Home Articles of InterestSubmitted by Other Authors Using Uechi Ryu Karate Training to Help Overcome Life’s Challenges

Using Uechi Ryu Karate Training to Help Overcome Life’s Challenges

by George Mattson

by Jacqueline S. Blackburn, Nidan

Hello, my name is Jacqueline Suzanne Blackburn and I am currently a 39 year old female Uechi Ryu Practitioner. I was asked to write a few words of what it was like to be a woman and train in Uechi Ryu. At the 1995 Tiger, Crane and Dragon Summer camp, I was awarded the rank of Nidan after being tested by Master George Mattson, Master Jim Maloney and Master Dave Mott.

I am a single parent with 3 children and 1 grandchild. I began my training in the martial arts 8 1/2 years ago. I am five feet tall and weigh 125 pounds. I am the owner/administrator for the Okinawan Uechi Ryu Karate Academy in Halifax, Nova Scotia. I teach two beginners classes and intermediate class each week. I also help out with the children’s classes.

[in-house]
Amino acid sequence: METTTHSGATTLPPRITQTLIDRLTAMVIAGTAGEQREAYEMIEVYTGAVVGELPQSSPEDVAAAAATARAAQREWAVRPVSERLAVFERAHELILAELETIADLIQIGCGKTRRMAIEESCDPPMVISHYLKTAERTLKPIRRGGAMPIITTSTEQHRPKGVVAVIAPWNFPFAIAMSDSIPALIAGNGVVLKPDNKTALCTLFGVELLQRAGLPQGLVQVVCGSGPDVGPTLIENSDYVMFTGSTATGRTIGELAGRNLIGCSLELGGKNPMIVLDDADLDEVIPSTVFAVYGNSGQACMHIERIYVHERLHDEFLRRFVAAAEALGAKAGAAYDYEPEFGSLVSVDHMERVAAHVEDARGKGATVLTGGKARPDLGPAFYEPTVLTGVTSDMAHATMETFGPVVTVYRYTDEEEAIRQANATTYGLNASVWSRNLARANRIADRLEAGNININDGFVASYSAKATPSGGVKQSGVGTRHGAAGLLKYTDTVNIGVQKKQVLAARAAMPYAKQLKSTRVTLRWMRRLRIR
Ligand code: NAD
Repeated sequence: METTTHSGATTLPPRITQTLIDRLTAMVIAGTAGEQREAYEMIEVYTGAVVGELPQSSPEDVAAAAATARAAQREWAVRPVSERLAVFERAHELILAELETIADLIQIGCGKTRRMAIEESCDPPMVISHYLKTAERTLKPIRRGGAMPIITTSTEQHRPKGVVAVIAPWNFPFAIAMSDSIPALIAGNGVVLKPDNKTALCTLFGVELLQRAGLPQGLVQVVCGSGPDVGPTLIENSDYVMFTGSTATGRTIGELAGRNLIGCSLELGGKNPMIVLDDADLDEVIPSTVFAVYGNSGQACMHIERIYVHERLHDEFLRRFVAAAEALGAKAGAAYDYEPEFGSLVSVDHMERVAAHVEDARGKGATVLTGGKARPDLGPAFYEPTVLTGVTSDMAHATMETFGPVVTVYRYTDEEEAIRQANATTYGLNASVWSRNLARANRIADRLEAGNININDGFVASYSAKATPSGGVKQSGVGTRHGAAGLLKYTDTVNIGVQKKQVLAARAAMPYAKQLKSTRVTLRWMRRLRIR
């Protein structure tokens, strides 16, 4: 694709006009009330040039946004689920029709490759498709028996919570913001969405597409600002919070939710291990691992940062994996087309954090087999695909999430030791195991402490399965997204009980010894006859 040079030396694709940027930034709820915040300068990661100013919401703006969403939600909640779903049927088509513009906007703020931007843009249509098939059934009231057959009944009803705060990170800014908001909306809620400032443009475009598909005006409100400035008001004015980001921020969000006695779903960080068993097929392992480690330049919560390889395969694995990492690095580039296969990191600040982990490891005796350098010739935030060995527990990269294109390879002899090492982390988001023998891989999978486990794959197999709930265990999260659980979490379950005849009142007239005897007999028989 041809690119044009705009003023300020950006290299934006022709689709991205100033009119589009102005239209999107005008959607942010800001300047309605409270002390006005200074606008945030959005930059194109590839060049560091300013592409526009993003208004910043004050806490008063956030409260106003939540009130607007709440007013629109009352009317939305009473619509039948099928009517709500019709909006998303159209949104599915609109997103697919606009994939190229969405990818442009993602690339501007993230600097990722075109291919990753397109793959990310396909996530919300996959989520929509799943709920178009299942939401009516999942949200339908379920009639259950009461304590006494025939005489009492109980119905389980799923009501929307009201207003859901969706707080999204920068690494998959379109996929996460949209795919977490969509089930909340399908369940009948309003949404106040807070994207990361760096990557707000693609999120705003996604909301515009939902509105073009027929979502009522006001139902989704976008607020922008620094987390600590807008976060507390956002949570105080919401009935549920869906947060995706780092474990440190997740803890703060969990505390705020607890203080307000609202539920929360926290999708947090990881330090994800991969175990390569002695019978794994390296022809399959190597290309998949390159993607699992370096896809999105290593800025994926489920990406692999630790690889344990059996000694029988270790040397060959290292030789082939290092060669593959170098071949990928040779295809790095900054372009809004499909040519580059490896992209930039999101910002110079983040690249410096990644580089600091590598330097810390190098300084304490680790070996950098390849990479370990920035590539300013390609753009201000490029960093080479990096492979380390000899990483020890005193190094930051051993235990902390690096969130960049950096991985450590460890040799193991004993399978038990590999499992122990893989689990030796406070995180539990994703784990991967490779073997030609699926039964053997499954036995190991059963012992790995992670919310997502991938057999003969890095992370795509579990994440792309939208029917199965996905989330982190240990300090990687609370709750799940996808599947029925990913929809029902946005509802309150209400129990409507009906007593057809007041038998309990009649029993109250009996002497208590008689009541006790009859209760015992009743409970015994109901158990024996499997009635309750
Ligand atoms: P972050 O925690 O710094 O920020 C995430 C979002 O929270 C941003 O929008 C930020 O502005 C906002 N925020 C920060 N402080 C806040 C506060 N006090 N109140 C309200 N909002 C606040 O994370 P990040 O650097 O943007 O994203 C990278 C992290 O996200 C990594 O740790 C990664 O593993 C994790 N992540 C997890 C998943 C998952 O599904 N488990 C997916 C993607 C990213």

When I began my training, I was the only woman in a beginners class of 25-30 men, who were 5 – 10 years younger than me. For the first few months of my training, I remained the only female within this group. As a matter of fact, the only two other women who were training in this dojo at that time was a Shodan (Roxanna Hall) and an Ikkyu (Helen). Both of these women may have been of small stature but they trained with such intensity and fierceness that they gave as good as they received from the predominately male student body. Watching these two fine examples of what Uechi Ryu had to offer women, I was able to overcome those doubting thoughts of not being able to compete on the same level as the men or of not being ‘strong’ enough. The reality of those early months of training was becoming accustomed to the constant physical touching/contact that occurs. Having a man (a female Sensei was -and still is- a rarity in Uechi Ryu), constantly testing your Uechi stance (checking elbows/latts/shoulders/buttocks) the arm rubbing and pounding exercises, punching and being punched, kicking and being kicked, Sanchin stepping exercises and the other various exercises one must go through can be a very intimidating experience for most women.